In the music spotlight: Bill Frisell

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BY JEFF ELBEL | FOR THE SUN-TIMES

Versatile guitarist Bill Frisell last visited the Old Town School of Folk Music while supporting 2014’s “Guitar in the Space Age.” The album’s colorful interpretations of rock and roll favorites from Frisell’s youth were heralded among his best. This year, Frisell returns to explore his love of visual storytelling. His new “When You Wish Upon a Star” album reimagines music that is indelibly linked to images from film and television.

“It’s so inspiring when a director lets the musician go – like Fellini with Nino Rota, Hitchcock with Bernard Herrmann, Jim Jarmusch with Neil Young, or the Birdman movie with Antonio Sanchez,” says Frisell. “When I see those images, I hear the sound in my head without even trying.”

“Once Upon a Time in the West in particular blows my mind,” says Frisell of the partnership between director Sergio Leone and composer Ennio Morricone. “The pacing of the film is more like an opera or a ballet. There’s so much space for the music.”

The songs have important associations with Frisell’s formative years. “’To Kill a Mockingbird’ brings back the memory of seeing the film with my family,” he says. “We drove up from Denver toward the mountains to see it in Boulder. I remember walking in not knowing what I was going to see, and how moved I was. I grew up in the fifties and sixties, so it was in the midst of the civil rights movement. I had seen Martin Luther King speak around that time. I must have been 13 or 14 years old.”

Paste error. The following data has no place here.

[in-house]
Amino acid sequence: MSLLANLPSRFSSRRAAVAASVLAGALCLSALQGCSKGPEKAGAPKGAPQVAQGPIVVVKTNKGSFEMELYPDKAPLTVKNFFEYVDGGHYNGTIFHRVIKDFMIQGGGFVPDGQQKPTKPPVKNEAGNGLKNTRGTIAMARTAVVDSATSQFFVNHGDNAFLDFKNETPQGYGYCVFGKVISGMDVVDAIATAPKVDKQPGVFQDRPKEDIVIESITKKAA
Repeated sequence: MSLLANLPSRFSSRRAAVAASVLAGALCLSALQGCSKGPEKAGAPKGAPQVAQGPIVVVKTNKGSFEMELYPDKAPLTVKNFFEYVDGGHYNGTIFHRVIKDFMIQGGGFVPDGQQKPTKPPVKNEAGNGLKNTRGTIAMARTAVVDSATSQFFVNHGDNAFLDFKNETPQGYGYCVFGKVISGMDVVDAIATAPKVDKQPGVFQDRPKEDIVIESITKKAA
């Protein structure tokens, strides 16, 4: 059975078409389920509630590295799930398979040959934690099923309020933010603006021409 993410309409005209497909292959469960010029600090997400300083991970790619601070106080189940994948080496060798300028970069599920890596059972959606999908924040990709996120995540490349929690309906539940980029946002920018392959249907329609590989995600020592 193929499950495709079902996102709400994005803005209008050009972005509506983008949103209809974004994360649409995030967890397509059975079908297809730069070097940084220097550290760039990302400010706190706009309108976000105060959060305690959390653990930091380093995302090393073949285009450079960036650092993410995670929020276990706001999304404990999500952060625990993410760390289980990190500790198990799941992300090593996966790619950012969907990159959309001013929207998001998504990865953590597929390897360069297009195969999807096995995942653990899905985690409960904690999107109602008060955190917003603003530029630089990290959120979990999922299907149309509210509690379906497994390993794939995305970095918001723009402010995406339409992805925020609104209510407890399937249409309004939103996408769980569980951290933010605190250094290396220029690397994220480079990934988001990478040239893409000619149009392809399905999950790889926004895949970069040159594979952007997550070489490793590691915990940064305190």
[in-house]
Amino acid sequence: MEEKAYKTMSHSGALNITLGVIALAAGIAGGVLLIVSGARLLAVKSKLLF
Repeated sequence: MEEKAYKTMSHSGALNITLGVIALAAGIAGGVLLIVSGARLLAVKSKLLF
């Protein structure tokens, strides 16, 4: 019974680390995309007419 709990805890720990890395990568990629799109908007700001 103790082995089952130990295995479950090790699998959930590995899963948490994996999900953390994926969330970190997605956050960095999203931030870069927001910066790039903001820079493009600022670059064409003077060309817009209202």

Some connections were more lighthearted. “It could even be something like getting my drivers license and taking a girl to see a James Bond movie downtown,” says Frisell. “At the time, I thought, ‘Wow, this is incredible.’ Things like driving my parents’ car and going through a red light on the way. Luckily, I didn’t get a ticket.”

Frisell’s quirky theme to 1994’s “Tales from the Far Side” gets updated. “It was a television special around Halloween with Gary Larson’s cartoons come to life,” says Frisell of the original project. “He really trusted me. There were no words – just the music and the vignettes.”

Frisell’s band of longtime collaborators includes singer/violinist Petra Haden, who made her own album of film music in 2013 called “Petra Goes to the Movies.” The album is entirely a capella, and shares one piece with Frisell’s record. “She did ‘Psycho,’” he says. “It was amazing to hear her do that completely orchestrated with her voice.”

* Bill Frisell, 8 p.m., Fri. Feb. 19, Old Town School of Folk Music, 4544 N. Lincoln,$35; oldtownschool.org.

SPOTIFY playlist: http://bit.ly/FrisellSPOT

Jeff Elbel is a local freelance writer.

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